Chitrangada: The Crowning Wish (2012) is an adaptation of an adaptation; a classic example of how classics live and thrive in our midst, creatingnew meanings in every age.
The original story is from the epic Mahabharata, which Rabindranath Tagore adapted in a dance drama in 1892, which in turn was given a new interpretation on celluloid by Rituparno Ghosh in 2012. From written text to the stage to the silver screen – that is the change it underwent in form; the successive changes in content are,however, even more remarkable. The story of Chitrangada, the warrior-Princess of Manipur, is a digression in the Mahabharata; and there, it is really about Arjuna’s exploits. When Tagore used the story at the end of the 19th century, he gave centrality to the character of Chitrangada, and made her self-assertion to Arjuna (at the end of his tale) a modern statement on gender equality. 120 years later, Ghosh chose to highlight theandrogynous aspect of Tagore’s heroine and treatedthe story as essentially one of wish fulfilment.
The story of the film:
Rudra (Rituporno Ghosh) is a choreographer undergoing ‘gender reassignment surgery’ (or sex change operation) in a Kolkata hospital. He has already been through one operation (breast implantation) and is about to have another (vaginal reconstruction). It is during this interim period – in the course of his sessions with a counsellor – that his life unfolds to us.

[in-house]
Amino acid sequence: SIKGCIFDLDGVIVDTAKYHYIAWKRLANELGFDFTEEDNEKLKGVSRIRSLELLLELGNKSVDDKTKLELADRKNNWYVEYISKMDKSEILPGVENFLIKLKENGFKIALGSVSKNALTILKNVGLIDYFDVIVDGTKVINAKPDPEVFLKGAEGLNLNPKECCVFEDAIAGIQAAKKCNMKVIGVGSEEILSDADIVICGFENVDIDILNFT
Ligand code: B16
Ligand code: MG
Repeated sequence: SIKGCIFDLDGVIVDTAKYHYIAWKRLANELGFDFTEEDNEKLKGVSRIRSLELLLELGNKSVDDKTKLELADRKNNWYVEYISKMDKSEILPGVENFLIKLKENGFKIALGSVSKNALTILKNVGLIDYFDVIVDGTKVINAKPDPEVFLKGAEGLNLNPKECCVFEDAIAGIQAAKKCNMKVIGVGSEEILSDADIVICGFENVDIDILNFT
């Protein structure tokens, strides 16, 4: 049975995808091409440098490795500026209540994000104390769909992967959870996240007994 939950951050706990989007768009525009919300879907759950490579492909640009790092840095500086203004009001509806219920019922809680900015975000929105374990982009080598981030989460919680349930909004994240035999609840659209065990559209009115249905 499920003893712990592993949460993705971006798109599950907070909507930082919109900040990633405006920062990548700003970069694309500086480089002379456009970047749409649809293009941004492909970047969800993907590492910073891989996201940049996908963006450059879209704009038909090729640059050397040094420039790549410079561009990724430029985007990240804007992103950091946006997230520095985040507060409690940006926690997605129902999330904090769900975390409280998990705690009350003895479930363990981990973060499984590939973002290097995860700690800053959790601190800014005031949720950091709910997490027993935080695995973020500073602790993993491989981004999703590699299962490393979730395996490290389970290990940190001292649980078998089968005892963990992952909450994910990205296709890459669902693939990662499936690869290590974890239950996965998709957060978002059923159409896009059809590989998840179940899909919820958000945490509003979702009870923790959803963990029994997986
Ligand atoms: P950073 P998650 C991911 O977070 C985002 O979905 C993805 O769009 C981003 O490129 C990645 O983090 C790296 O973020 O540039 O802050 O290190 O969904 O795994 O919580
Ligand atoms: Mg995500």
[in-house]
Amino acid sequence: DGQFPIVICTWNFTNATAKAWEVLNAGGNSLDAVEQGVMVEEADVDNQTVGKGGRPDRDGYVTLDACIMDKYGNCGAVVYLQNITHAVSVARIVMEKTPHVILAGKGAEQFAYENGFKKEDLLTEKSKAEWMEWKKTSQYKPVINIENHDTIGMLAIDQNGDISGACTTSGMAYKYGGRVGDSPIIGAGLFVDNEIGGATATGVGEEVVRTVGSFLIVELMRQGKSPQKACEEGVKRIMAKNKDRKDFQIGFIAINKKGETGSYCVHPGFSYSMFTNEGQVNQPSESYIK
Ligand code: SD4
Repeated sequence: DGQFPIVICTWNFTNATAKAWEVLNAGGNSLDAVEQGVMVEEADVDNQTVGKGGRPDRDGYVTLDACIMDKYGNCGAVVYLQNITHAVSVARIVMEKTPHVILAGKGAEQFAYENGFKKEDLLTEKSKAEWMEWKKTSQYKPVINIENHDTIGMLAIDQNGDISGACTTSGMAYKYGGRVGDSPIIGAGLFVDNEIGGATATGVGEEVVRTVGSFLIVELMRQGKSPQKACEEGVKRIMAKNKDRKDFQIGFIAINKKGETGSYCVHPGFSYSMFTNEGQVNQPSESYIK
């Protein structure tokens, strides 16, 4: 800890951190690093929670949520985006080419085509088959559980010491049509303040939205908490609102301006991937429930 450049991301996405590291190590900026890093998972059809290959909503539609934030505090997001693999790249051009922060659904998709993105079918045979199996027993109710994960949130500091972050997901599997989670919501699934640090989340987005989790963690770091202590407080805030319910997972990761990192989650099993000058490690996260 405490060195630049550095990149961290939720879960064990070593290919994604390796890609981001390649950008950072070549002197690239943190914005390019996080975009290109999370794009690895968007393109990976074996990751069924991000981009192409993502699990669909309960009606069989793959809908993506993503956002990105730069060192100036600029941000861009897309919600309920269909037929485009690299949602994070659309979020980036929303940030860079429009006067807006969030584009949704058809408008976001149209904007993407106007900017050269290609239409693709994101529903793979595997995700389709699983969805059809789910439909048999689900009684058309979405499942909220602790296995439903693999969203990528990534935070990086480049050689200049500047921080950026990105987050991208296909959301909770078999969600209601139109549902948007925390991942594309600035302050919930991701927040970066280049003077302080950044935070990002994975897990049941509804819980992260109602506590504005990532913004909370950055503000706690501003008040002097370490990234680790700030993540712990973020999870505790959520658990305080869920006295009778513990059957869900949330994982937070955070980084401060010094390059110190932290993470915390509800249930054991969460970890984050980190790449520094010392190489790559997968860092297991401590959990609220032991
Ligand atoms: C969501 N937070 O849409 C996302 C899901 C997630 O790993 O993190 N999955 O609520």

We come to know that he had recently staged a successful production of Tagore’s Chitrangada. In the new percussionist of his troupe, he had found a lover; and in the drama, a new meaning – that ‘it is the story of a wish’, the wish to change one’s gender. It spoke to him powerfully as he himself had that hidden desire, which he could fulfil only superficially by wearing jewellery and applying kohl. It is strange that though he connects with the character of Chitrangada while staging the play, it is after it was over that he BECOMES her!
As with Tagore’s heroine, in his case, too, the catalyst is the lover. Rudra’s lover Partho is a bisexual and loves children. Rudra wants to give him a child; but as same-sex couples cannot legally adopt children in India, Rudra decides to ‘technically’ become a woman to enable adoption. Ironically, it all turns out to be in vain – in the 6 months that he is in the hospital to ‘become a woman’, his man (for whom he undergoes sex-change in the first place) ditches him for another woman; and, what’s more, is unrepentant about it later. To add insult to injury, he dismisses Rudra as ‘this half-thing’, saying if he had to have a child, he would have it from a real woman, ‘not this synthetic one’, going back on his earlier word that a child was a child, no matter from where it came.
Rudra’s parents, mercifully, are truly supportive. They not only bear their own trauma with dignity, but are brutally honest in admitting their own mistake as parents – that they knew about Rudra’s sexual orientation from the beginning, but always tried to cover it up, adamant that ‘a boy should behave like a boy’. Had they accepted him as he was, then he probably would not have felt the need for sex change.
Ultimately, in a surprising turn of events, Rudra actually calls off his final operation and even decides to undo the breast implants. The film ends with the message, ‘’Be what you wish to be.’
Trilogy on Alternative Sexuality/ Filmography /Influences:
Chitrangada: The Crowning Wish is now widely regarded as the third film in the trilogy concerning homosexuality that Rituporno Ghosh was involved with – the first two being Kaushik Ganguly’s Arekti Premer Golpo (Just Another Love Story, 2011) & Sanjoy Nag’s Memories in March (2011).